Cedar Rapids casino plan would leave historic building standing
Dec 2016

Cedar Rapids casino plan would leave historic building standing

A new rendering shows the proposed boutique casino in downtown Cedar Rapids, next to the Skogman building, 411 First Ave. SE. (courtesy Aspect Architecture)

(Updated Jan. 5, 2017, to note that two of three buildings could still be at risk.)

By Cindy Hadish/Save CR Heritage

CEDAR RAPIDS – At least one historic downtown building that concerned preservationists  appears to be spared under new plans for a boutique casino.

The city’s Historic Preservation Commission had asked for information on the casino plans, after architectural illustrations of the proposed design showed three historic buildings missing.

The initial architectural illustration of the proposed boutique casino in downtown Cedar Rapids did not include three historic buildings that currently sit on the property. (courtesy Aspect Architecture)

Jennifer Pratt, Cedar Rapids community development director, said the city had no information to provide to the commission, as the buildings are privately owned and the city, so far, has no involvement in the proposed casino, which would be located in the 400 block of First Avenue SE, across from the parking ramp for the DoubleTree by Hilton Hotel and Cedar Rapids Convention Complex.

“We haven’t received any plans,” Pratt said after the Historic Preservation Commission meeting in December 2016. She added that city officials were surprised to learn of the casino plans through the media.

The Skogman building was built in 1885 for the Burlington, Cedar Rapids & Northern Railway. (photo/Cindy Hadish)

The buildings – the five-story Skogman building and smaller Bever and Sub City buildings – are all included in the downtown historic district. The listing on the National Register of Historic Places, however, offers no protection from demolition.

Developer Steve Emerson said Dec. 30 that the casino – which first needs a license approved by the Iowa Racing and Gaming Commission – would be located on the parking lot between the Skogman building and railroad tracks.

“We changed the design so we could preserve the Skogman building rather than demo it,” he said. “It is a pretty significant building historically.”

A skylight is shown in the historic Bever building in downtown Cedar Rapids. (photo/Bethany Jordan)

Emerson would refurbish the Skogman building back to its original architecture as a railroad building, prior to when metal panels and smaller windows were installed, he said.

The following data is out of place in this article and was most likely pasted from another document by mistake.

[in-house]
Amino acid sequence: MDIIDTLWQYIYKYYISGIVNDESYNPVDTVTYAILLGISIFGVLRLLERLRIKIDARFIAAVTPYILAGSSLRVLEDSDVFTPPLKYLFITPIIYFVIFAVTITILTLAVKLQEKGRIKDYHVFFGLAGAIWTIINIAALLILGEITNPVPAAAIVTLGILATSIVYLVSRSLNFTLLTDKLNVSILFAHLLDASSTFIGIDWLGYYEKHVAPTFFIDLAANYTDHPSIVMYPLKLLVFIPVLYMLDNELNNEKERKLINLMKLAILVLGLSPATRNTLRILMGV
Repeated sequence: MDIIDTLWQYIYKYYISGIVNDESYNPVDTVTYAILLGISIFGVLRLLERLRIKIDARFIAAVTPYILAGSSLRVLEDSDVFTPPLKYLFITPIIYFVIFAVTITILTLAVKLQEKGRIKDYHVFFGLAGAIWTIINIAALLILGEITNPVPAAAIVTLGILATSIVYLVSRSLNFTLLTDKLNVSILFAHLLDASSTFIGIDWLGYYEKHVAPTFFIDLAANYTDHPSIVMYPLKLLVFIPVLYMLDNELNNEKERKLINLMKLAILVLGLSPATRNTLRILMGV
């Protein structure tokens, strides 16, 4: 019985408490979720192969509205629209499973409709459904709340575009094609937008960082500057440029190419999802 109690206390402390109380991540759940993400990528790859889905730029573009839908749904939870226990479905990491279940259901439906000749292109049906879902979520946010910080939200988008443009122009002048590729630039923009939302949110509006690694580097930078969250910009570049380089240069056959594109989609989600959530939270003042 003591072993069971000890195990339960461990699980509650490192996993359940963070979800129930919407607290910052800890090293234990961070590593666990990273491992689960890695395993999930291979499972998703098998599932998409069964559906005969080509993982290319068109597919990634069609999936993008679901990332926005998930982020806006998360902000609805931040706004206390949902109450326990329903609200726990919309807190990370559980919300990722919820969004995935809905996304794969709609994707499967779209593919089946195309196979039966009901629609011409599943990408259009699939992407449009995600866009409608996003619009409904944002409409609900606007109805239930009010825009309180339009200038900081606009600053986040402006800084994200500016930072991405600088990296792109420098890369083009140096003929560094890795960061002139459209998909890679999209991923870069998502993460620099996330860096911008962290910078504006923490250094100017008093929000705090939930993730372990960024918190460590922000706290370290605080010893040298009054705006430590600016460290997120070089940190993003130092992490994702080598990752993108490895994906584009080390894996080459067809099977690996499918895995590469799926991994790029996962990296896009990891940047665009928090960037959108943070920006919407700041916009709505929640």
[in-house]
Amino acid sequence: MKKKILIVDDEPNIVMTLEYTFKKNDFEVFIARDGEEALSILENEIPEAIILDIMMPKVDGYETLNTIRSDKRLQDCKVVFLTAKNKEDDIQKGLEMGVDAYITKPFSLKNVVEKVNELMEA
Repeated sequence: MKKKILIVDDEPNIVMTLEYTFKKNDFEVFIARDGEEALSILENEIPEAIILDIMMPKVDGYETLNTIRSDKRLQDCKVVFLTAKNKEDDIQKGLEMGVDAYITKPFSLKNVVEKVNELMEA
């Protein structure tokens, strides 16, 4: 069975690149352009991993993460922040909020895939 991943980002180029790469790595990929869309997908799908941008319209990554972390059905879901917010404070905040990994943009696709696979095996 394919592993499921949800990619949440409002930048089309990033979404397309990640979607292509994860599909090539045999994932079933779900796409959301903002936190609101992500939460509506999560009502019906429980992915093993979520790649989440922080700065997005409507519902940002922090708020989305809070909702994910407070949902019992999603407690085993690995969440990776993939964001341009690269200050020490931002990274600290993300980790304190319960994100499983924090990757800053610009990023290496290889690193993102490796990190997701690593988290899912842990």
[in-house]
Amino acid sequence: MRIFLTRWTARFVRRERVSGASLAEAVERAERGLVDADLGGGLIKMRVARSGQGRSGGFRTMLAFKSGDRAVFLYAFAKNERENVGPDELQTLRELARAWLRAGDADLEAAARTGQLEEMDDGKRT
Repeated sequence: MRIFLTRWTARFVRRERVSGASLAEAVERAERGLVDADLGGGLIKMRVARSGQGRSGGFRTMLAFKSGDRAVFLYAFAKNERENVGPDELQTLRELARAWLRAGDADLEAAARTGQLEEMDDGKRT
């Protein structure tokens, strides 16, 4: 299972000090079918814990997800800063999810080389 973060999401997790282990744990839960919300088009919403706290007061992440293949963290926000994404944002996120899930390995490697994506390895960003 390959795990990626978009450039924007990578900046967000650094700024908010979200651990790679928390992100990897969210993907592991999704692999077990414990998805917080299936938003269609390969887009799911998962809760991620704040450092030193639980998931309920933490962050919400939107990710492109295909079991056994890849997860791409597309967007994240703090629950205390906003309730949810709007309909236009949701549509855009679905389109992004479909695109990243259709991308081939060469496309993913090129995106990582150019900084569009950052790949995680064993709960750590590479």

The Romanesque revival-style building, 411 First Ave. SE, designed by Josselyn and Taylor, was constructed in 1885 as the headquarters of the Burlington, Cedar Rapids and Northern Railway, with the fourth story added in 1898. The basement is used as its first floor, making it, in effect, a five-story building.

The Cedar Rapids Assessor’s site indicates that the Skogman Group owns the Bever Building, 417 First Ave. SE, and the building that houses Sub City, 421 First Ave. SE, both constructed in 1923. Skogman representatives did not return phone calls for comment and preservationists are concerned that the two buildings could still be at-risk.

Sub City is located in the historic Faulkes building, 421 First Ave. SE, Cedar Rapids. (photo/Cindy Hadish)

Sub City is in the historic Faulkes Building, which began as a radio equipment shop. The Bever building was designed by Harry Edgar Hunter, who was associated with Norman Hatton and known for his residential architecture.

All three buildings are individually eligible for the National Register of Historic Places for their distinctive architecture and are among 52 properties deemed contributing structures to the Central Business District Commercial Historic District. The district was just listed on the National Register in 2015.


The Bever building, 417 First Ave. SE, was constructed in 1923 in downtown Cedar Rapids, Iowa. (photo/Cindy Hadish)
The interior of Sub City, 421 First Ave. SE, is shown in December 2016. (photo/Cindy Hadish)


Beth DeBoom

This is encouraging news and I hope the project remains headed in this preservation direction.


Thank Cindy for bringing this to people’s attention!

Mark Stoffer Hunter

Also agree this is most encouraging! I want to be there to help remove those awful metal panels off the Skogman/BCR & N Building! Am anxious to see what the facade looks like underneath after 60 years!


Wouldn’t it be wonderful if they followed the lead of Deadwood where gaming proceeds to the city are earmarked for historic preservation!


I couldn’t care less if we ever have a casino in town but I do love the fact that the Skogman building will get some attention. What really bugs me, and this isn’t what this site is about, is the fact that more surface parking would possibly be added on 2nd Ave even though the casino would be connected to a ramp via skywalk.

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